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The article was printed in the June 1947 issue of the USA professional military reference magazine ‘Military Review’.
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I've seen varying dimension figures for them.
The swept path was too narrow to be useful for mine clearance (60 yards wide in 6 fathoms; 20 yards in 11 fathoms, which was difficult to mark accurately) but they were used to prove shipping lanes were clear of pressure mines. They were not very successful (only 1 mine seems to have been able to be attributed to them). EC7 was wrecked in a gale in 1945. They were exceptionally unwieldy vessels to tow.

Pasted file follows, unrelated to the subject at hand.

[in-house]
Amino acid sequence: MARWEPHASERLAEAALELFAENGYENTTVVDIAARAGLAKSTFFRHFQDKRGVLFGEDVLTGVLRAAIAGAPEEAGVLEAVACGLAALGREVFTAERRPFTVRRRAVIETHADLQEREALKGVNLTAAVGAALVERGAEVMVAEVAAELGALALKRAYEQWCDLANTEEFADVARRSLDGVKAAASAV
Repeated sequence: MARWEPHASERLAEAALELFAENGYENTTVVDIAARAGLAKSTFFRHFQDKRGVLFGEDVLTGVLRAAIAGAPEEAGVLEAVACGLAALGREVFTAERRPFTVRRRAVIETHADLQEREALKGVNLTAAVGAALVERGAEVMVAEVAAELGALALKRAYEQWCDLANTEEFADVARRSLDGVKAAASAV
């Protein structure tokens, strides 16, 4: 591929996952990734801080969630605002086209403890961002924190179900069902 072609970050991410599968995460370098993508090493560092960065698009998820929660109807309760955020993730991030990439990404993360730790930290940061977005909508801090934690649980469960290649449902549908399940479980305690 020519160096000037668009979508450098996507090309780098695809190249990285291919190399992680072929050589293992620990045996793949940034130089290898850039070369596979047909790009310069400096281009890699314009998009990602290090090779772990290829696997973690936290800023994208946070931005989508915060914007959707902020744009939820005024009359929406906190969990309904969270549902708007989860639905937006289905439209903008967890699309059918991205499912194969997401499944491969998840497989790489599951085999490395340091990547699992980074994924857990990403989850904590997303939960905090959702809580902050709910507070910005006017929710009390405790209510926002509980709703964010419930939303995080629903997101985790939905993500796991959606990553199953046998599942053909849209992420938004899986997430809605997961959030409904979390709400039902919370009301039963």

7 were sent to Japan in late 1945 but were no more successful there.
There was also a project in Britain to construct concrete barges for the same purpose but they proved no more successful.
The most interesting attempt to sweep pressure mines were the 2 Cybele class minesweepers which were built in 1943/44 before the Germans had even laid their first pressure mine of Normandy for the Allies to encounter. Referred to a Stirling Craft, they were again craft requiring towed. Used in trials only, during which they were damaged.
See Peter Elliot's "Allied Minesweeping in World War 2" published 1979.